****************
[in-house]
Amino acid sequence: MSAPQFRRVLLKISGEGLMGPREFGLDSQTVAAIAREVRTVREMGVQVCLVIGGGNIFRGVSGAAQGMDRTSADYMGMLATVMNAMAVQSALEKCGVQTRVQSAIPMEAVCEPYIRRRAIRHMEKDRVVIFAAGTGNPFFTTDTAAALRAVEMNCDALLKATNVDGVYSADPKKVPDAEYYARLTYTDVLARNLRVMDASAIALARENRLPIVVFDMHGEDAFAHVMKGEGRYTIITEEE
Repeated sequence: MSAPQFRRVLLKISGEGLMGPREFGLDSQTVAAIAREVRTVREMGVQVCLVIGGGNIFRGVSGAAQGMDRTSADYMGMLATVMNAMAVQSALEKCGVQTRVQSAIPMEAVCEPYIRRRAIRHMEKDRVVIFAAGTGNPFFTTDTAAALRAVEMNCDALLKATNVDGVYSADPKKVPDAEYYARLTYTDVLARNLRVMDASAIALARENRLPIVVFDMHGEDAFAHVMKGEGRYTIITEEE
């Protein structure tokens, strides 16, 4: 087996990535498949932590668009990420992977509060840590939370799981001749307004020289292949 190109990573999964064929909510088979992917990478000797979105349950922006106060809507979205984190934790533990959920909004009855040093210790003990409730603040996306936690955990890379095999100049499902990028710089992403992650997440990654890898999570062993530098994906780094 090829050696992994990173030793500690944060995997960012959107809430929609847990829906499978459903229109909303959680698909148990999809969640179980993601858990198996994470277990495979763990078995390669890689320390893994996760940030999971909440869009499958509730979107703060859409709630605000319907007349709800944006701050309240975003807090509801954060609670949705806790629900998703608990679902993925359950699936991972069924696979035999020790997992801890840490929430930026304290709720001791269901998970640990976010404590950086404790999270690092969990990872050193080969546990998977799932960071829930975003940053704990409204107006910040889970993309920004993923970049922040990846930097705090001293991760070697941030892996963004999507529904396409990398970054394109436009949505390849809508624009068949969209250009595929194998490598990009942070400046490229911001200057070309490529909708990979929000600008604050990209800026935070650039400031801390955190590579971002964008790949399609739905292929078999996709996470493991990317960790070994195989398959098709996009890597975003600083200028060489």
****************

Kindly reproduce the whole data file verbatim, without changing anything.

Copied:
[in-house]
Amino acid sequence: MSAPQFRRVLLKISGEGLMGPREFGLDSQTVAAIAREVRTVREMGVQVCLVIGGGNIFRGVSGAAQGMDRTSADYMGMLATVMNAMAVQSALEKCGVQTRVQSAIPMEAVCEPYIRRRAIRHMEKDRVVIFAAGTGNPFFTTDTAAALRAVEMNCDALLKATNVDGVYSADPKKVPDAEYYARLTYTDVLARNLRVMDASAIALARENRLPIVVFDMHGEDAFAHVMKGEGRYTIITEEE
Repeated sequence: MSAPQFRRVLLKISGEGLMGPREFGLDSQTVAAIAREVRTVREMGVQVCLVIGGGNIFRGVSGAAQGMDRTSADYMGMLATVMNAMAVQSALEKCGVQTRVQSAIPMEAVCEPYIRRRAIRHMEKDRVVIFAAGTGNPFFTTDTAAALRAVEMNCDALLKATNVDGVYSADPKKVPDAEYYARLTYTDVLARNLRVMDASAIALARENRLPIVVFDMHGEDAFAHVMKGEGRYTIITEEE
């Protein structure tokens, strides 16, 4: 087996990535498949932590668009990420992977509060840590939370799981001749307004020289292949 190109990573999964064929909510088979992917990478000797979105349950922006106060809507979205984190934790533990959920909004009855040093210790003990409730603040996306936690955990890379095999100049499902990028710089992403992650997440990654890898999570062993530098994906780094 090829050696992994990173030793500690944060995997960012959107809430929609847990829906499978459903229109909303959680698909148990999809969640179980993601858990198996994470277990495979763990078995390669890689320390893994996760940030999971909440869009499958509730979107703060859409709630605000319907007349709800944006701050309240975003807090509801954060609670949705806790629900998703608990679902993925359950699936991972069924696979035999020790997992801890840490929430930026304290709720001791269901998970640990976010404590950086404790999270690092969990990872050193080969546990998977799932960071829930975003940053704990409204107006910040889970993309920004993923970049922040990846930097705090001293991760070697941030892996963004999507529904396409990398970054394109436009949505390849809508624009068949969209250009595929194998490598990009942070400046490229911001200057070309490529909708990979929000600008604050990209800026935070650039400031801390955190590579971002964008790949399609739905292929078999996709996470493991990317960790070994195989398959098709996009890597975003600083200028060489």